Did you just get your credit card statement for your Christmas spending? Is it more than you thought it would be because you overdid it? Americans spent 4% more on Christmas 2014 than the prior year which means even more regret in January 2015 than this time last year. But, what's done is done, no crying over spilled milk and all that. Today, we'll look at what you can do to deal with your budget-busting holiday debt.
#1 Consider a balance transfer
If you have debt on higher interest credit cards and room on lower interest cards, you should transfer as much of your balances to the lower interest cards as possible. Then prioritize paying off the high interest cards first to minimize the impact of interest. Once you pay off a card, stash it away so that it shows open and in good standing on your credit report, but you won't be tempted to run it up again.
#2 File your taxes now
If you know you'll be getting a tax refund, go ahead and file your taxes now instead of waiting for the deadline. Also, set up the refund for direct deposit to expedite payment. If you send it early, you'll beat the rush and get a speedy refund. You can use this to pay off your holiday debt and be done with it. Be sure you maximize your deductions and take all the credits you're allowed by law so you get the full refund you're entitled to.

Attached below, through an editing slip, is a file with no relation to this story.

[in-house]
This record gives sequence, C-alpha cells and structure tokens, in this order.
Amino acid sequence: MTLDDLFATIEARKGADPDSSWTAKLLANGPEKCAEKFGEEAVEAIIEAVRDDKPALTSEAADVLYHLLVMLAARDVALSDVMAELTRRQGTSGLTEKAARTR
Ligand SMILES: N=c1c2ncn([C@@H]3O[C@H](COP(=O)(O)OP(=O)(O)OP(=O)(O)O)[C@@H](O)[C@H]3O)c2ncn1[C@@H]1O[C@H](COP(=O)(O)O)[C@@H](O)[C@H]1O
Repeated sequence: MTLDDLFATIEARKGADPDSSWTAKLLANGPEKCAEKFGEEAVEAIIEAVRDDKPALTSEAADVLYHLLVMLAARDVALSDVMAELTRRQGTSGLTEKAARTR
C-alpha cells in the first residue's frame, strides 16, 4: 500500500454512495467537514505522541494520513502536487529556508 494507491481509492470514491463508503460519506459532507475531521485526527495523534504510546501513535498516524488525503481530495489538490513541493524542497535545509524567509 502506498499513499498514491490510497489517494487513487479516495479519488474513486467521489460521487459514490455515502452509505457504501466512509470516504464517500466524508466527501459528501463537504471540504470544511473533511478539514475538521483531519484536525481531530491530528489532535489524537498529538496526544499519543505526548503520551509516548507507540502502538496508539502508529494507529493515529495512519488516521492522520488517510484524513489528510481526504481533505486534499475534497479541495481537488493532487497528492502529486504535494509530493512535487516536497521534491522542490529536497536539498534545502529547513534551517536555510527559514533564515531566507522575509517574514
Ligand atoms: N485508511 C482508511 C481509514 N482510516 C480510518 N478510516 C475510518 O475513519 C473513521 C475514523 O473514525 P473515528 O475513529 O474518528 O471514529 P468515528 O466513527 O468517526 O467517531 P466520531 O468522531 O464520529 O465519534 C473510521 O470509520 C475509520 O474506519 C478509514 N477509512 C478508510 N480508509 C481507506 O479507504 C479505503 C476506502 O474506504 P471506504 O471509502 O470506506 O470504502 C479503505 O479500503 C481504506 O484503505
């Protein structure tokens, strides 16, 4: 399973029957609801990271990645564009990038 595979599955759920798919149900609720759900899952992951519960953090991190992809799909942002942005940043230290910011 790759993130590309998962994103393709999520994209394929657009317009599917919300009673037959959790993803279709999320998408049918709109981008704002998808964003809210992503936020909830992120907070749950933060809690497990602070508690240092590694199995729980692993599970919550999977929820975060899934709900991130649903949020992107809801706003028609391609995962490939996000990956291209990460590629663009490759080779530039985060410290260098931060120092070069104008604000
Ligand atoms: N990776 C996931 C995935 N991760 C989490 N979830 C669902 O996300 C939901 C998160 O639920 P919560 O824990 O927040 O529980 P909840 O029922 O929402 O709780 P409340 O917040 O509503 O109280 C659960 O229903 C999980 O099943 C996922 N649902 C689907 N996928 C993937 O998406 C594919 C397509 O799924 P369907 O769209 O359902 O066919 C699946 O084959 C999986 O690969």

#3 Adjust your withholdings
If you are getting a refund, that means you're overpaying on your taxes all year long. A $3,000 refund represents $250 a month that could be in your pocket instead of Uncle Sam's and could go a long way to helping pay down your 2014 holiday over-spend and cover your 2015 Christmas shopping. Adjust your withholdings using this IRS calculator and use the money wisely.
#4 Tighten your budget, not your fun
Do the usual thing of brown bagging and skipping Starbucks, but then also adjust your entertainment expenses without losing fun. Cut back to basic cable and rely on Netflix. Quit buying books and check out your new releases at the library. Get your family involved in free outdoor sports like hiking, biking or Geocaching. Eat in instead of out which will give you leftovers for work lunch.
#5 Create some cash
If you have any Christmas items you don't want and have a gift receipt, return them for cash if you can. If not, take a gift card and use it to cover expenses you would normally pay cash for and put that cash toward your holiday debt. Also see what stuff you have to host a garage sale, put on eBay or Craigslist and sell for some quick cash that you can put toward your holiday bills.
#6 Shop early and wisely for next Christmas
To avoid a debt hangover this time next year, make a strategic spending plan for Christmas 2015. Set a reasonable budget and then start shopping several months early and just stash things out of sight. Also, look for free layaway programs you can use to pay over a couple of months time without racking up interest charges from turning to credit cards.